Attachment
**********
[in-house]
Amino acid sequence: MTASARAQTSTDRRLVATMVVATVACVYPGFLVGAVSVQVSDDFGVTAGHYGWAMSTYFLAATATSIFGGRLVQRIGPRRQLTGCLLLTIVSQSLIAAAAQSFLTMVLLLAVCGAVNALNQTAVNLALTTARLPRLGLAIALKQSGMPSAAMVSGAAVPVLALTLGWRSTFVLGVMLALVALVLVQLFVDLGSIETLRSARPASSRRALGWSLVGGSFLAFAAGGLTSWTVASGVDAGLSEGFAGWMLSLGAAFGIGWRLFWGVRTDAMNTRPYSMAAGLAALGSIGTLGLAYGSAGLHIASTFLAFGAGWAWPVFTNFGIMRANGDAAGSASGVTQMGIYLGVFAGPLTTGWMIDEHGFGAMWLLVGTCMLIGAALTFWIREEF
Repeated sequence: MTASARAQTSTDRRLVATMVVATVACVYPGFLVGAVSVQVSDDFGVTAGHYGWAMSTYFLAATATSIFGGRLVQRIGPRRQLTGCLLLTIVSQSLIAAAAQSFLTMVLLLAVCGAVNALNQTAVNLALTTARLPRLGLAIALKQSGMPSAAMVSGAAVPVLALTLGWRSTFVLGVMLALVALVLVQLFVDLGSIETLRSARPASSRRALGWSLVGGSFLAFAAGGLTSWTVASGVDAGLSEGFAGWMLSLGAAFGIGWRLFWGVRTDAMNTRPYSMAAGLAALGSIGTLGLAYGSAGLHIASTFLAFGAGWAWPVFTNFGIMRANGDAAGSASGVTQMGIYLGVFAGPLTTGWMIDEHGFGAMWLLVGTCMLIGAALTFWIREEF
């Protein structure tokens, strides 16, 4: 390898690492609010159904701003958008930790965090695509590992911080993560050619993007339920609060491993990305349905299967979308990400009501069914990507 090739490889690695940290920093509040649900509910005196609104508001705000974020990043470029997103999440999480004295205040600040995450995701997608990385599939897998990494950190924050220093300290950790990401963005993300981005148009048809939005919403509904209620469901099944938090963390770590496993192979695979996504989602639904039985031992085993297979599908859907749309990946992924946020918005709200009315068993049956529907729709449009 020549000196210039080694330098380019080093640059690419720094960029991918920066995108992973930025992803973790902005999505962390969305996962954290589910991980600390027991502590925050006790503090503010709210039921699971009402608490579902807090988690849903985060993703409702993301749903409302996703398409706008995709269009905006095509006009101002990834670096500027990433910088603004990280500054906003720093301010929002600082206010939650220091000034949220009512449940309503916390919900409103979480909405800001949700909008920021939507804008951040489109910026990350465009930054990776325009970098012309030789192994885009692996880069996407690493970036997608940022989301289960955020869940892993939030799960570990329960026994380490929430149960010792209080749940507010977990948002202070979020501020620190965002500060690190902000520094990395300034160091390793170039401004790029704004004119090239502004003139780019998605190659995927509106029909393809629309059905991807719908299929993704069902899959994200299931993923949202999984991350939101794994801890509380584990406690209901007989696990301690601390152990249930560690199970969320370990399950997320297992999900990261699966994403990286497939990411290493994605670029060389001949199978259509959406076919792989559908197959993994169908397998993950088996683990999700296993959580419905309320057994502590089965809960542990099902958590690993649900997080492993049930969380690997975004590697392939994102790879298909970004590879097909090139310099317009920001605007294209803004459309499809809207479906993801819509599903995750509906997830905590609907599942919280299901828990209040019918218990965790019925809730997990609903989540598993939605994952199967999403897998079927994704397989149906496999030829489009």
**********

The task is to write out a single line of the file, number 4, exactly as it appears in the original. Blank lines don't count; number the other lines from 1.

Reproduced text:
């Protein structure tokens, strides 16, 4: 390898690492609010159904701003958008930790965090695509590992911080993560050619993007339920609060491993990305349905299967979308990400009501069914990507 090739490889690695940290920093509040649900509910005196609104508001705000974020990043470029997103999440999480004295205040600040995450995701997608990385599939897998990494950190924050220093300290950790990401963005993300981005148009048809939005919403509904209620469901099944938090963390770590496993192979695979996504989602639904039985031992085993297979599908859907749309990946992924946020918005709200009315068993049956529907729709449009 020549000196210039080694330098380019080093640059690419720094960029991918920066995108992973930025992803973790902005999505962390969305996962954290589910991980600390027991502590925050006790503090503010709210039921699971009402608490579902807090988690849903985060993703409702993301749903409302996703398409706008995709269009905006095509006009101002990834670096500027990433910088603004990280500054906003720093301010929002600082206010939650220091000034949220009512449940309503916390919900409103979480909405800001949700909008920021939507804008951040489109910026990350465009930054990776325009970098012309030789192994885009692996880069996407690493970036997608940022989301289960955020869940892993939030799960570990329960026994380490929430149960010792209080749940507010977990948002202070979020501020620190965002500060690190902000520094990395300034160091390793170039401004790029704004004119090239502004003139780019998605190659995927509106029909393809629309059905991807719908299929993704069902899959994200299931993923949202999984991350939101794994801890509380584990406690209901007989696990301690601390152990249930560690199970969320370990399950997320297992999900990261699966994403990286497939990411290493994605670029060389001949199978259509959406076919792989559908197959993994169908397998993950088996683990999700296993959580419905309320057994502590089965809960542990099902958590690993649900997080492993049930969380690997975004590697392939994102790879298909970004590879097909090139310099317009920001605007294209803004459309499809809207479906993801819509599903995750509906997830905590609907599942919280299901828990209040019918218990965790019925809730997990609903989540598993939605994952199967999403897998079927994704397989149906496999030829489009």